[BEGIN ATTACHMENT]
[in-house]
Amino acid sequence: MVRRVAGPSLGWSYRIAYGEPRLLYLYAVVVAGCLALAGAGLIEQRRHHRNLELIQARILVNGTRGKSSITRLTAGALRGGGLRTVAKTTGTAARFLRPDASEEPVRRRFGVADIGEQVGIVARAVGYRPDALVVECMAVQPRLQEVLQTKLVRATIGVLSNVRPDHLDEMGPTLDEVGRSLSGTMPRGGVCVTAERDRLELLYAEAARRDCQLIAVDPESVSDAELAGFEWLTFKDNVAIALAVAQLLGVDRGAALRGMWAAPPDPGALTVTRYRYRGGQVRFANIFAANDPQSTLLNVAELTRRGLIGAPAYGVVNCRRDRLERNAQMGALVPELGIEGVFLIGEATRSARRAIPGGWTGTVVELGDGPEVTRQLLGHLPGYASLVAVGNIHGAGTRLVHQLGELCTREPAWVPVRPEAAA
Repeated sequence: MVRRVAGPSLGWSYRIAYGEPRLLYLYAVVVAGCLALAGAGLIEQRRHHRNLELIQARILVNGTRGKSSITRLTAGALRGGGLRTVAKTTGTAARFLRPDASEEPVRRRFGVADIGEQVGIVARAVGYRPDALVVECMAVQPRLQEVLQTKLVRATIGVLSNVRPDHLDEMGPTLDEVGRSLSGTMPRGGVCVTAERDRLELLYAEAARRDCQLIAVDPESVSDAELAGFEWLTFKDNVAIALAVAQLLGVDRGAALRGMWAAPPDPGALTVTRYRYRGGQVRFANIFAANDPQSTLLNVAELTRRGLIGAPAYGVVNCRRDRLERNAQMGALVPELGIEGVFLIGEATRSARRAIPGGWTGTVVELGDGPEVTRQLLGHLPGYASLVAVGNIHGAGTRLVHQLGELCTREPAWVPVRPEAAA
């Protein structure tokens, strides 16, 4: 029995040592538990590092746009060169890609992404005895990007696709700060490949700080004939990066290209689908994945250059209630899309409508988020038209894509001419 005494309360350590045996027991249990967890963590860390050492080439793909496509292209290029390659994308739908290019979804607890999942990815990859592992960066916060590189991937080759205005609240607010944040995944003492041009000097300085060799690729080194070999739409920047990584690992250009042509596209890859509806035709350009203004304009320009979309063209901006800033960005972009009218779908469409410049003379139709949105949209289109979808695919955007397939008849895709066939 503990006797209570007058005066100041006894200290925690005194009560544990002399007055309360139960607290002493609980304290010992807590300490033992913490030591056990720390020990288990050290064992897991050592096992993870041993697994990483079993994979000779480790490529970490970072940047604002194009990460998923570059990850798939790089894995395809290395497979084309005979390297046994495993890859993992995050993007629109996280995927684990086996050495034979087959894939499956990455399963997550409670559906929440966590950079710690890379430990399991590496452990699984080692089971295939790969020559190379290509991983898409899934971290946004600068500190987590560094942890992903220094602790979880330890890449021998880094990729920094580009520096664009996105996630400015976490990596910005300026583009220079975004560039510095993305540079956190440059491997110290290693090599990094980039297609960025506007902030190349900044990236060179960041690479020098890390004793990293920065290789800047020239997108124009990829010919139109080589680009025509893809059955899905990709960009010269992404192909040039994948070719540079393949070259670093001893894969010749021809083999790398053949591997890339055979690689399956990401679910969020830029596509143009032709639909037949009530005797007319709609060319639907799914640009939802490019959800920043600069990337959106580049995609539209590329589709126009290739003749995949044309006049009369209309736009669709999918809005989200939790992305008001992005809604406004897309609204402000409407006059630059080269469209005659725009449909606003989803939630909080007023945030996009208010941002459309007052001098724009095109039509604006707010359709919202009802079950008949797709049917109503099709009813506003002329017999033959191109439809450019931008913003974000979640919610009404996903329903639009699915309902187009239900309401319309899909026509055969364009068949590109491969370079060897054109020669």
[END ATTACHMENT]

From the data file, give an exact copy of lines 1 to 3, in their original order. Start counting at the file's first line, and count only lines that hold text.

[in-house]
Amino acid sequence: MVRRVAGPSLGWSYRIAYGEPRLLYLYAVVVAGCLALAGAGLIEQRRHHRNLELIQARILVNGTRGKSSITRLTAGALRGGGLRTVAKTTGTAARFLRPDASEEPVRRRFGVADIGEQVGIVARAVGYRPDALVVECMAVQPRLQEVLQTKLVRATIGVLSNVRPDHLDEMGPTLDEVGRSLSGTMPRGGVCVTAERDRLELLYAEAARRDCQLIAVDPESVSDAELAGFEWLTFKDNVAIALAVAQLLGVDRGAALRGMWAAPPDPGALTVTRYRYRGGQVRFANIFAANDPQSTLLNVAELTRRGLIGAPAYGVVNCRRDRLERNAQMGALVPELGIEGVFLIGEATRSARRAIPGGWTGTVVELGDGPEVTRQLLGHLPGYASLVAVGNIHGAGTRLVHQLGELCTREPAWVPVRPEAAA
Repeated sequence: MVRRVAGPSLGWSYRIAYGEPRLLYLYAVVVAGCLALAGAGLIEQRRHHRNLELIQARILVNGTRGKSSITRLTAGALRGGGLRTVAKTTGTAARFLRPDASEEPVRRRFGVADIGEQVGIVARAVGYRPDALVVECMAVQPRLQEVLQTKLVRATIGVLSNVRPDHLDEMGPTLDEVGRSLSGTMPRGGVCVTAERDRLELLYAEAARRDCQLIAVDPESVSDAELAGFEWLTFKDNVAIALAVAQLLGVDRGAALRGMWAAPPDPGALTVTRYRYRGGQVRFANIFAANDPQSTLLNVAELTRRGLIGAPAYGVVNCRRDRLERNAQMGALVPELGIEGVFLIGEATRSARRAIPGGWTGTVVELGDGPEVTRQLLGHLPGYASLVAVGNIHGAGTRLVHQLGELCTREPAWVPVRPEAAA